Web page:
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Emerging Markets in an Anxious Global Economy

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  • Ana Fostel
  • John Geanakoplos

Abstract

We provide a theory of pricing for emerging asset classes, like emerging markets, that are not yet mature enough to be attractive to the general public. Our model provides an explanation for the volatile access of emerging economies to international financial markets and for several stylized facts we identify in the data during the 1990's. We present a general equilibrium model with incomplete markets and endogenous collateral and an extension encompassing adverse selection. We show that contagion, flight to liquidity and issuance rationing can occur in equilibrium during what we call global anxious times.

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Bibliographic Info

Paper provided by David K. Levine in its series Levine's Working Paper Archive with number 122247000000002074.

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Date of creation: 04 Apr 2008
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Handle: RePEc:cla:levarc:122247000000002074

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References

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  1. Pradeep Dubey & John Geanakoplos, 2001. "Competitive Pooling: Rothschild-Stiglitz Reconsidered," Cowles Foundation Discussion Papers 1346R2, Cowles Foundation for Research in Economics, Yale University, revised Feb 2002.
  2. Stephen Morris & Hyun Song Shin, 2003. "Liquidity Black Holes," Cowles Foundation Discussion Papers 1434, Cowles Foundation for Research in Economics, Yale University.
  3. Guillermo A. Calvo & Alejandro Izquierdo & Luis-Fernando Mejia, 2004. "On the Empirics of Sudden Stops: The Relevance of Balance-Sheet Effects," NBER Working Papers 10520, National Bureau of Economic Research, Inc.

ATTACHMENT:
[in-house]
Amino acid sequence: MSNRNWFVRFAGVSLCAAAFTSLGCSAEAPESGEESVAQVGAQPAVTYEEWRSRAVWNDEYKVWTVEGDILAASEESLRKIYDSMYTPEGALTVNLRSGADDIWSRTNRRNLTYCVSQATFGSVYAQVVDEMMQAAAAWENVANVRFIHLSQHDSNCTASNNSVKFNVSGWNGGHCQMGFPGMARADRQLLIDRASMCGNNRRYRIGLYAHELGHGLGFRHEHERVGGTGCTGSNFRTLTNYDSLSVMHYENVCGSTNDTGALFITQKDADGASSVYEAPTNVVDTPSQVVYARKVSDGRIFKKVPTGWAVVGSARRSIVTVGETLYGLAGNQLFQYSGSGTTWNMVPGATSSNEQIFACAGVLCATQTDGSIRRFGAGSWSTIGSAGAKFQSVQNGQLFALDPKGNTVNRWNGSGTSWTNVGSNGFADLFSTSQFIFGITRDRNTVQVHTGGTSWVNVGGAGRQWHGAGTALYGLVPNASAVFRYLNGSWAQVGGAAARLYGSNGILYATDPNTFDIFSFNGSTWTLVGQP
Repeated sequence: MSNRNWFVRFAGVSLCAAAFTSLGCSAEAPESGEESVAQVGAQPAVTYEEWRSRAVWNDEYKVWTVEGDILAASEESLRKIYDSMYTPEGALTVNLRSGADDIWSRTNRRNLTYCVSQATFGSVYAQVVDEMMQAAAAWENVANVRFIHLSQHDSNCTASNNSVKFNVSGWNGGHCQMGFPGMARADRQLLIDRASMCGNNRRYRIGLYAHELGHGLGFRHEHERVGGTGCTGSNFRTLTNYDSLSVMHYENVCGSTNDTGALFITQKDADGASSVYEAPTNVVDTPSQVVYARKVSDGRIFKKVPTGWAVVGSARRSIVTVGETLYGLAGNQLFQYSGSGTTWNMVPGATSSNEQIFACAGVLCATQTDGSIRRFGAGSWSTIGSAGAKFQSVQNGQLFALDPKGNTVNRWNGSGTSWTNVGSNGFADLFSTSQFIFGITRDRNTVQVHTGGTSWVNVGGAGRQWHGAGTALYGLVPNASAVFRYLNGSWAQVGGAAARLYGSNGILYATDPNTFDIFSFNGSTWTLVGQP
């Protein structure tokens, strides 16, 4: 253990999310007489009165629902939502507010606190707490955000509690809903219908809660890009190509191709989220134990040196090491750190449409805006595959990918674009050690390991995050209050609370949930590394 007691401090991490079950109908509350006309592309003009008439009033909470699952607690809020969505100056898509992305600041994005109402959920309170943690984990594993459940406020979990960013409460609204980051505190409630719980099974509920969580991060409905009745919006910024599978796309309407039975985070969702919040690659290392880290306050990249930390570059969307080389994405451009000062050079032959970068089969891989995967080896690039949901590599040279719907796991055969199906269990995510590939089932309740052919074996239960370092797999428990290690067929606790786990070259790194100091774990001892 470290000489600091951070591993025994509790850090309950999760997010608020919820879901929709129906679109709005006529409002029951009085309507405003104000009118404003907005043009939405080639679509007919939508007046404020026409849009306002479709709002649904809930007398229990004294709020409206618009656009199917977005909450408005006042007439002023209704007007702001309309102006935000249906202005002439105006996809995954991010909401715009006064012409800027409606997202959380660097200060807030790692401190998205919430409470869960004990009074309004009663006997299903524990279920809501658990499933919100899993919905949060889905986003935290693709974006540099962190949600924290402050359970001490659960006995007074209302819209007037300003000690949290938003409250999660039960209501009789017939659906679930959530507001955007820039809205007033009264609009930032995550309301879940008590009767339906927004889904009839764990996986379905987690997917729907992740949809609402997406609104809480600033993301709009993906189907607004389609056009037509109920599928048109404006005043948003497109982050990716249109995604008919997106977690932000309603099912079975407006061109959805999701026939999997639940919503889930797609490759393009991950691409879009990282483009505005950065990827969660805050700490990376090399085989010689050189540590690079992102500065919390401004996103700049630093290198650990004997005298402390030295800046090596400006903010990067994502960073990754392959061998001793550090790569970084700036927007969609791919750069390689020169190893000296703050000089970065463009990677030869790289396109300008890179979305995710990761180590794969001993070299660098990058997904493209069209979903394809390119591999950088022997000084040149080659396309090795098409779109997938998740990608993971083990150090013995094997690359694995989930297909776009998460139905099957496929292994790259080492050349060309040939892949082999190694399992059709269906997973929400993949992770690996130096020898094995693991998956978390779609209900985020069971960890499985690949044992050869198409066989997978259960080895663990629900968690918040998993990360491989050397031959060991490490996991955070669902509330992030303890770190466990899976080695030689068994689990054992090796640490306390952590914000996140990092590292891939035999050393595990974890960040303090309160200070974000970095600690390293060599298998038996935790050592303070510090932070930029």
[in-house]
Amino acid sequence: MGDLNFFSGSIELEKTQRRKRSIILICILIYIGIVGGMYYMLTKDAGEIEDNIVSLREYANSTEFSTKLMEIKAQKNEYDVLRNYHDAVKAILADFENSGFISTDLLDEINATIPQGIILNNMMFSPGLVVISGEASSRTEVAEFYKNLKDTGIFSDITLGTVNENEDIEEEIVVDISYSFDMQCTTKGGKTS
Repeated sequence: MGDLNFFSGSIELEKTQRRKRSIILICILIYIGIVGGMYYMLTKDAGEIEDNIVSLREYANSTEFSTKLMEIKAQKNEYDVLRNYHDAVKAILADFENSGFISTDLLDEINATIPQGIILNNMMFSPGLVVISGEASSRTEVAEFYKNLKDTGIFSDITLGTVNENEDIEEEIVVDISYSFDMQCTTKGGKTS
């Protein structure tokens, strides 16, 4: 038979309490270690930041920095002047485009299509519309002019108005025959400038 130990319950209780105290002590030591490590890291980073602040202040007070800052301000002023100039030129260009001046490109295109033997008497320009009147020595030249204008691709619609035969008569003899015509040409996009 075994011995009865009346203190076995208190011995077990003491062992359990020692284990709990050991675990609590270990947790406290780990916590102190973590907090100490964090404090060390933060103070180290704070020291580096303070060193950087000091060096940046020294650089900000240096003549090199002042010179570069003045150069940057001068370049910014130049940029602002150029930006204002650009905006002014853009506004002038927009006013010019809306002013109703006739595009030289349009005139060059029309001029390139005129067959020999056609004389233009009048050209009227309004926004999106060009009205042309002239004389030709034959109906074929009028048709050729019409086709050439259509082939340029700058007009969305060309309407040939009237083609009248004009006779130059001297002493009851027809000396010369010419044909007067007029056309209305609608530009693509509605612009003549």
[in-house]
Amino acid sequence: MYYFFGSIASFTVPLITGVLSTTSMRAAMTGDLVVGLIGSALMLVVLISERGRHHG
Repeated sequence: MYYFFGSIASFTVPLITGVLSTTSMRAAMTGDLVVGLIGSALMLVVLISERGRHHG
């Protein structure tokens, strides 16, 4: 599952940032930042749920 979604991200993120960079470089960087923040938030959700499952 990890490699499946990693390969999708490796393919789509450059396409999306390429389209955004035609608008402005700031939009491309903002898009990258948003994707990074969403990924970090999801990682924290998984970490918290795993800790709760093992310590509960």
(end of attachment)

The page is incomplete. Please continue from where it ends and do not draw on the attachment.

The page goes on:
4. Ana Fostel & Graciela Laura Kaminsky, 2007. "Latin America's Access to International Capital Markets: Good Behavior or Global Liquidity?," NBER Working Papers 13194, National Bureau of Economic Research, Inc.
  5. Caballero, Ricardo J. & Krishnamurthy, Arvind, 2001. "International and domestic collateral constraints in a model of emerging market crises," Journal of Monetary Economics, Elsevier, vol. 48(3), pages 513-548, December.
  6. Brunnermeier, Markus K & Pedersen, Lasse Heje, 2007. "Market Liquidity and Funding Liquidity," CEPR Discussion Papers 6179, C.E.P.R. Discussion Papers.
  7. Gale, Douglas, 1992. "A Walrasian Theory of Markets with Adverse Selection," Review of Economic Studies, Wiley Blackwell, vol. 59(2), pages 229-55, April.
  8. Martin, Philippe & Rey, Hélène, 2005. "Globalization and Emerging Markets: With or Without Crash?," CEPR Discussion Papers 5165, C.E.P.R. Discussion Papers.
  9. Ana Fostel & Sandeep Kapur & Luis Catão, 2007. "Persistent Gaps, Volatility Types, and Default Traps," IMF Working Papers 07/148, International Monetary Fund.
  10. Pierre-Richard Agénor & Joshua Aizenman, 1998. "Contagion and Volatility with Imperfect Credit Markets," IMF Staff Papers, Palgrave Macmillan, vol. 45(2), pages 207-235, June.
  11. Alfaro, Laura & Kanczuk, Fabio, 2005. "Sovereign debt as a contingent claim: a quantitative approach," Journal of International Economics, Elsevier, vol. 65(2), pages 297-314, March.
  12. Pradeep Dubey & John Geanakoplos, 2002. "Competitive Pooling: Rothschild-Stiglitz Reconsidered," The Quarterly Journal of Economics, MIT Press, vol. 117(4), pages 1529-1570, November.
  13. Marco Cipriani & Antonio Guarino, . "Herd Behavior and Contagion in Financial Markets," Working Papers 2010-01, The George Washington University, Institute for International Economic Policy.
  14. Guillermo A. Calvo, 1998. "Capital Flows and Capital-Market Crises: The Simple Economics of Sudden Stops," Journal of Applied Economics, Universidad del CEMA, vol. 0, pages 35-54, November.
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Cited by:
  1. J. Doyne Farmer & John Geanakoplos, 2008. "The Virtues and Vices of Equilibrium and the Future of Financial Economics," Cowles Foundation Discussion Papers 1647, Cowles Foundation for Research in Economics, Yale University.

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